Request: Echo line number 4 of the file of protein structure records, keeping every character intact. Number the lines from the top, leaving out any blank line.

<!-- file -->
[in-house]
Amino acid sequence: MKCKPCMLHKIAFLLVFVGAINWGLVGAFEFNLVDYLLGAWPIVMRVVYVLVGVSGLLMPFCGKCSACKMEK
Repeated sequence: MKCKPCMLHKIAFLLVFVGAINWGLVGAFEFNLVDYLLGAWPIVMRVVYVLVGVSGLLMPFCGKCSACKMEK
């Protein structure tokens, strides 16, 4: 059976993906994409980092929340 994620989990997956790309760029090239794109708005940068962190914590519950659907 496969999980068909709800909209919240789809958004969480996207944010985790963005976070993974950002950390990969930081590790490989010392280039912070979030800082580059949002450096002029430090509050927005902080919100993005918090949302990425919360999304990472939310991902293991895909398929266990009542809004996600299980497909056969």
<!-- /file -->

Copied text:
């Protein structure tokens, strides 16, 4: 059976993906994409980092929340 994620989990997956790309760029090239794109708005940068962190914590519950659907 496969999980068909709800909209919240789809958004969480996207944010985790963005976070993974950002950390990969930081590790490989010392280039912070979030800082580059949002450096002029430090509050927005902080919100993005918090949302990425919360999304990472939310991902293991895909398929266990009542809004996600299980497909056969």